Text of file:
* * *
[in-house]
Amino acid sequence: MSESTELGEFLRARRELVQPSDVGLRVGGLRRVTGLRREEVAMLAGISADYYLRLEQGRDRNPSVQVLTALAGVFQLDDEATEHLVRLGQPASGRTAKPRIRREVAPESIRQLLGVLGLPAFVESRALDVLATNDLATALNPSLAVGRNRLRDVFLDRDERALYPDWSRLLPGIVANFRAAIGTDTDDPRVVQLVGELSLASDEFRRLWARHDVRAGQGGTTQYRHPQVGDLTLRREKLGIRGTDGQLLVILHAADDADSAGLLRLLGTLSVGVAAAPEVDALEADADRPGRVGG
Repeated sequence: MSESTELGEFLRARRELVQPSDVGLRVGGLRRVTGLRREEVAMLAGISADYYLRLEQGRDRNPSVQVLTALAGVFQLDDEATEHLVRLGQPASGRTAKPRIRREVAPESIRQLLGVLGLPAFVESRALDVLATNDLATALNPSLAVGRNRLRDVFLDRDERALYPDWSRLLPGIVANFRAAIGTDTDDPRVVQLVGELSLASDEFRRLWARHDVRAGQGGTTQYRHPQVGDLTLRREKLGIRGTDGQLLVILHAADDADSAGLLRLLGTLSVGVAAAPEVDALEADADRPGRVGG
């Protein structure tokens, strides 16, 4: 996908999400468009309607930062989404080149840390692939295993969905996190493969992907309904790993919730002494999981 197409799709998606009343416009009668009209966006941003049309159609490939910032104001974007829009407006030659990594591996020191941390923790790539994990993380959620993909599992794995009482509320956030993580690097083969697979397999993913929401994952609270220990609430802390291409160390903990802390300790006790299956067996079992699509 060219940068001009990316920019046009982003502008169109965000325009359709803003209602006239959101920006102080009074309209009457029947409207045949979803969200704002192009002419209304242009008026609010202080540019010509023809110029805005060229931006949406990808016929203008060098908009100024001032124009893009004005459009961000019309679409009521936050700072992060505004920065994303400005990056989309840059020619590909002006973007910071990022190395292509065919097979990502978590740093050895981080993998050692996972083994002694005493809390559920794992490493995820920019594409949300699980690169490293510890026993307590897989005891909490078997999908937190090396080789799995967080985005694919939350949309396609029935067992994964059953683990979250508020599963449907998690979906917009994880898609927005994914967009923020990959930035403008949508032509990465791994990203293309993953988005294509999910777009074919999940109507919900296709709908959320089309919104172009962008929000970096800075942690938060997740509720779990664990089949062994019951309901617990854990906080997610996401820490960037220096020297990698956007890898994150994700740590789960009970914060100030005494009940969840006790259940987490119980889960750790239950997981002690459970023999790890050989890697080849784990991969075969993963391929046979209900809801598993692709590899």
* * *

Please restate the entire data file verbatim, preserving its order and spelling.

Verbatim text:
[in-house]
Amino acid sequence: MSESTELGEFLRARRELVQPSDVGLRVGGLRRVTGLRREEVAMLAGISADYYLRLEQGRDRNPSVQVLTALAGVFQLDDEATEHLVRLGQPASGRTAKPRIRREVAPESIRQLLGVLGLPAFVESRALDVLATNDLATALNPSLAVGRNRLRDVFLDRDERALYPDWSRLLPGIVANFRAAIGTDTDDPRVVQLVGELSLASDEFRRLWARHDVRAGQGGTTQYRHPQVGDLTLRREKLGIRGTDGQLLVILHAADDADSAGLLRLLGTLSVGVAAAPEVDALEADADRPGRVGG
Repeated sequence: MSESTELGEFLRARRELVQPSDVGLRVGGLRRVTGLRREEVAMLAGISADYYLRLEQGRDRNPSVQVLTALAGVFQLDDEATEHLVRLGQPASGRTAKPRIRREVAPESIRQLLGVLGLPAFVESRALDVLATNDLATALNPSLAVGRNRLRDVFLDRDERALYPDWSRLLPGIVANFRAAIGTDTDDPRVVQLVGELSLASDEFRRLWARHDVRAGQGGTTQYRHPQVGDLTLRREKLGIRGTDGQLLVILHAADDADSAGLLRLLGTLSVGVAAAPEVDALEADADRPGRVGG
């Protein structure tokens, strides 16, 4: 996908999400468009309607930062989404080149840390692939295993969905996190493969992907309904790993919730002494999981 197409799709998606009343416009009668009209966006941003049309159609490939910032104001974007829009407006030659990594591996020191941390923790790539994990993380959620993909599992794995009482509320956030993580690097083969697979397999993913929401994952609270220990609430802390291409160390903990802390300790006790299956067996079992699509 060219940068001009990316920019046009982003502008169109965000325009359709803003209602006239959101920006102080009074309209009457029947409207045949979803969200704002192009002419209304242009008026609010202080540019010509023809110029805005060229931006949406990808016929203008060098908009100024001032124009893009004005459009961000019309679409009521936050700072992060505004920065994303400005990056989309840059020619590909002006973007910071990022190395292509065919097979990502978590740093050895981080993998050692996972083994002694005493809390559920794992490493995820920019594409949300699980690169490293510890026993307590897989005891909490078997999908937190090396080789799995967080985005694919939350949309396609029935067992994964059953683990979250508020599963449907998690979906917009994880898609927005994914967009923020990959930035403008949508032509990465791994990203293309993953988005294509999910777009074919999940109507919900296709709908959320089309919104172009962008929000970096800075942690938060997740509720779990664990089949062994019951309901617990854990906080997610996401820490960037220096020297990698956007890898994150994700740590789960009970914060100030005494009940969840006790259940987490119980889960750790239950997981002690459970023999790890050989890697080849784990991969075969993963391929046979209900809801598993692709590899």